When statisticians are confronted with sets of data, they occasionally find there are data missing. This phenomenon has been given the name ‘Missingness’. Sometimes, a decision is taken that these missing data can be ignored, in which case they are classed as ‘Ignorable Missingness’. But on occasion, some missing data just can’t be ignored. In this case, it’s called ‘Non-Ignorable Missingness’.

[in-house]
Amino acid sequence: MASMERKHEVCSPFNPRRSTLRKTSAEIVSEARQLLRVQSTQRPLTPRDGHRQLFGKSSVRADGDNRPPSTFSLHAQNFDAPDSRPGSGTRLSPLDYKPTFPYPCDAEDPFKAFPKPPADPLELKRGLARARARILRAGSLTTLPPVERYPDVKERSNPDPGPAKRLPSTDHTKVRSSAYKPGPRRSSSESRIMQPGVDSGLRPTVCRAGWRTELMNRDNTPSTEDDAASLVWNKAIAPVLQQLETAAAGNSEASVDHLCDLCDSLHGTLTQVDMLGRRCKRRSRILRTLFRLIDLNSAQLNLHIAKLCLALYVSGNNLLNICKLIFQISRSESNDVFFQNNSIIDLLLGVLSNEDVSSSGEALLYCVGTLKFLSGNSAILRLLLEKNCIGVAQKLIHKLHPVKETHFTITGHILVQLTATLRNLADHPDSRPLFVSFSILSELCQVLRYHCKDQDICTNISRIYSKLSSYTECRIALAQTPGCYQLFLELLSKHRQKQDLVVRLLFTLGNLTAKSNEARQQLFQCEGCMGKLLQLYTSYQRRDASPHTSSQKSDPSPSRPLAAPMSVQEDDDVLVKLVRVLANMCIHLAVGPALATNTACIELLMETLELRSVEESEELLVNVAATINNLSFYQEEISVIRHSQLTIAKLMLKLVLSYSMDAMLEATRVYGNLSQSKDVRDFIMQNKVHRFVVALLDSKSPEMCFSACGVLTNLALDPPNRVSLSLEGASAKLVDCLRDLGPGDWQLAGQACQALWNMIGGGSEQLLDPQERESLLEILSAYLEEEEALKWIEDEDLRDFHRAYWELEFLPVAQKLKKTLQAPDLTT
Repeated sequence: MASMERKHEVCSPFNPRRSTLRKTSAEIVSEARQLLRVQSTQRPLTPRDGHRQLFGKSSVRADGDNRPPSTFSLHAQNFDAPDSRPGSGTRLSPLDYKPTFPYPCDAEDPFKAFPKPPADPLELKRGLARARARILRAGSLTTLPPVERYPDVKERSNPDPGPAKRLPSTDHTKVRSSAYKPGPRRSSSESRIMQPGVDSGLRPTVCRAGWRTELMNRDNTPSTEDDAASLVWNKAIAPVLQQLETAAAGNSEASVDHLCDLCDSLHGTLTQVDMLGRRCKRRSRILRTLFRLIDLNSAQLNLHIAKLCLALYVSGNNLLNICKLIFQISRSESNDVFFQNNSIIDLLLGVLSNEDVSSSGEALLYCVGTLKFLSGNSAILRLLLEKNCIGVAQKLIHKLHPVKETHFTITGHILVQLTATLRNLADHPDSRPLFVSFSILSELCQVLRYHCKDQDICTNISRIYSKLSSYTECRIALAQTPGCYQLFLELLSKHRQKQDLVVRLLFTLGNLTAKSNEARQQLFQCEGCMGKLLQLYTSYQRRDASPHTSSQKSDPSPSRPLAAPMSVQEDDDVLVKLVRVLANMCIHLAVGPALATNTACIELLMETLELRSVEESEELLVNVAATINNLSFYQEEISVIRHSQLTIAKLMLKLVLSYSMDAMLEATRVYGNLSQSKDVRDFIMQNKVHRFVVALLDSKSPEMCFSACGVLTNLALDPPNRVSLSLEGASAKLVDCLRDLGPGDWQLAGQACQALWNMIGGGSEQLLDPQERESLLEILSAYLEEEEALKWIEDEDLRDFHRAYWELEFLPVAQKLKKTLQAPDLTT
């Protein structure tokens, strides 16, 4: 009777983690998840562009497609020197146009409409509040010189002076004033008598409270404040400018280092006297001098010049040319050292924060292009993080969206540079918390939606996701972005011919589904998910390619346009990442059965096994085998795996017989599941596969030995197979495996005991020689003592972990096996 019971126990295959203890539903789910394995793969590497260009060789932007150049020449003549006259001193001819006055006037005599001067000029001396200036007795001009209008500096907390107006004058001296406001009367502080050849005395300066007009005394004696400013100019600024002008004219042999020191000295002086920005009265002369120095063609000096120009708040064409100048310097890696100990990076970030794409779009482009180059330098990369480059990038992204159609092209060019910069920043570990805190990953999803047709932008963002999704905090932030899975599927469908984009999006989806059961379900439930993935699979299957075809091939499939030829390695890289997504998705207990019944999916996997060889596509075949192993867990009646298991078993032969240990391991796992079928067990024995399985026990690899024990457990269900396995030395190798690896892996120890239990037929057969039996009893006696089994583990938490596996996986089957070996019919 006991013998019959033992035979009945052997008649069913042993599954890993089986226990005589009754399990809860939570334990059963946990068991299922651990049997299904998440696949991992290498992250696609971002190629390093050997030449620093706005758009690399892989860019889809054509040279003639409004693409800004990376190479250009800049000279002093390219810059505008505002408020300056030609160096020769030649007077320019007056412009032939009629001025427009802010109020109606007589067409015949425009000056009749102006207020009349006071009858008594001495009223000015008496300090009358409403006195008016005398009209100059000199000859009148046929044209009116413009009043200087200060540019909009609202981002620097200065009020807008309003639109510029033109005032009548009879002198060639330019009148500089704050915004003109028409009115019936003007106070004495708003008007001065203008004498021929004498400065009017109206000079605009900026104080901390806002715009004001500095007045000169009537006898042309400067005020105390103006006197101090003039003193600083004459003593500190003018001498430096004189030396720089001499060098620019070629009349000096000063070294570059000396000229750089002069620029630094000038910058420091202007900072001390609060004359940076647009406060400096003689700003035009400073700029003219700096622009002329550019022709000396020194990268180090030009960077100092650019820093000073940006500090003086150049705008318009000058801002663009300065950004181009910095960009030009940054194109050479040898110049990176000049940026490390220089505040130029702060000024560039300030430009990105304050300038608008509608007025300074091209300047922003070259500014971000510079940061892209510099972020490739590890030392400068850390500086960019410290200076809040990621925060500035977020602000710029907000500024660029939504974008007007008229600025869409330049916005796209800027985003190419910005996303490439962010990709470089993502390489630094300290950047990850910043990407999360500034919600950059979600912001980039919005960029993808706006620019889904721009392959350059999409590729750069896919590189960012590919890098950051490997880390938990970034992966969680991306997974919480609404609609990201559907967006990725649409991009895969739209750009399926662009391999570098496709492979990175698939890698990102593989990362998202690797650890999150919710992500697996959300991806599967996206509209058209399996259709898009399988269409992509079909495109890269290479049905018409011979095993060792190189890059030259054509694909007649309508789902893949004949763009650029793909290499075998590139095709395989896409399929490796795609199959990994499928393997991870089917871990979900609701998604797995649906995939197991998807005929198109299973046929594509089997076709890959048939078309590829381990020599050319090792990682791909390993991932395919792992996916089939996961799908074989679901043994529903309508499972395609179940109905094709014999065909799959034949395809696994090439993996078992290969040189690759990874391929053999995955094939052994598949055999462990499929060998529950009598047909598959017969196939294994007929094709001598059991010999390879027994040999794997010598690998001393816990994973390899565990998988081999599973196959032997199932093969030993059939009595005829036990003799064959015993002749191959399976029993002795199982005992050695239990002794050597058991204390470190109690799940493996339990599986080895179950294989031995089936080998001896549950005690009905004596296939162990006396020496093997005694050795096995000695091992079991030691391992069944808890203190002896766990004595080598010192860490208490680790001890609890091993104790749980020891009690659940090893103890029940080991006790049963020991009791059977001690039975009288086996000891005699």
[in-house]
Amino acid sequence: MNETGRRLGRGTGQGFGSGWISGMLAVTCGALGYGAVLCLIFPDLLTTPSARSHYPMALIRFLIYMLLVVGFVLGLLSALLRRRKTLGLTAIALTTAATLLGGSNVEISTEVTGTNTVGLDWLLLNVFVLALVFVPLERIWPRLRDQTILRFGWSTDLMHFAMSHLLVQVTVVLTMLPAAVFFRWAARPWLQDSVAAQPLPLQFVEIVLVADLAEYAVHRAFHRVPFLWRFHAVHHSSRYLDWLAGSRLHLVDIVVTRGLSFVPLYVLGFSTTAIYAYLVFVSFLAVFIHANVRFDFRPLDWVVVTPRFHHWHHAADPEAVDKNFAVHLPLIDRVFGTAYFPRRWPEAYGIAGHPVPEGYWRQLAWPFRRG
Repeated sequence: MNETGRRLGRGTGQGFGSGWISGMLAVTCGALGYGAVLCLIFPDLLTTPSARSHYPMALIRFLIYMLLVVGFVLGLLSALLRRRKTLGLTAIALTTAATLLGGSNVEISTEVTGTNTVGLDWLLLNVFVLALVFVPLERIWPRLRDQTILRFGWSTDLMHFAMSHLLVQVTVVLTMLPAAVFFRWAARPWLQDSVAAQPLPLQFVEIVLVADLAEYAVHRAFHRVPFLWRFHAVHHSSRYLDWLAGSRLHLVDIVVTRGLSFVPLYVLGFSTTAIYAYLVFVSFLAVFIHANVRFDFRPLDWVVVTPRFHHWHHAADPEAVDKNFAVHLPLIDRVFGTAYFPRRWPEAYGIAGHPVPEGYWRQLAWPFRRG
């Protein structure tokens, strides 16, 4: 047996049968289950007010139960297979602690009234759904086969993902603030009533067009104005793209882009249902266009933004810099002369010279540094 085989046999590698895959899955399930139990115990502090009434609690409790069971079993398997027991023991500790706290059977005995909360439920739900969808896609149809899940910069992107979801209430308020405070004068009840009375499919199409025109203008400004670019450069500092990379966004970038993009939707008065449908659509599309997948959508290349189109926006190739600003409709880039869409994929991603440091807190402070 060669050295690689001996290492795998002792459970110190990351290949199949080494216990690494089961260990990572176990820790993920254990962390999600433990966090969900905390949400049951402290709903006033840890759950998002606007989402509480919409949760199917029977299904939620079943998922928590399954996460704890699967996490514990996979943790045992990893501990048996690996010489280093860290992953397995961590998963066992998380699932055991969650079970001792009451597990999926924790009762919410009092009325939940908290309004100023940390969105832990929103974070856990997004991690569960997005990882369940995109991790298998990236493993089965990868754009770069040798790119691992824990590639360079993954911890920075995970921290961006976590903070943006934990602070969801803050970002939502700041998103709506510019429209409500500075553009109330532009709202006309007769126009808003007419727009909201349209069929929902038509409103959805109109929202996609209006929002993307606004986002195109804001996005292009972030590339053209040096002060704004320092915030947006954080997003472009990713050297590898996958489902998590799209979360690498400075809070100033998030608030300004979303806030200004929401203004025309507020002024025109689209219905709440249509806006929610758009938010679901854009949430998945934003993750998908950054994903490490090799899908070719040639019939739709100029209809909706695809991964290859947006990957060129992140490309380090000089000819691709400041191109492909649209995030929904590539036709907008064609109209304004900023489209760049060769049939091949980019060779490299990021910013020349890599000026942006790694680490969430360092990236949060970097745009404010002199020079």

For an example of how these two concepts might be applied in practice, see : ‘Maximum likelihood estimation of bivariate logistic models for incomplete responses with indicators of ignorable and non‐ignorable missingness’ in Journal of the Royal Statistical Society. Series C (Applied Statistics), Volume 51, Issue 3.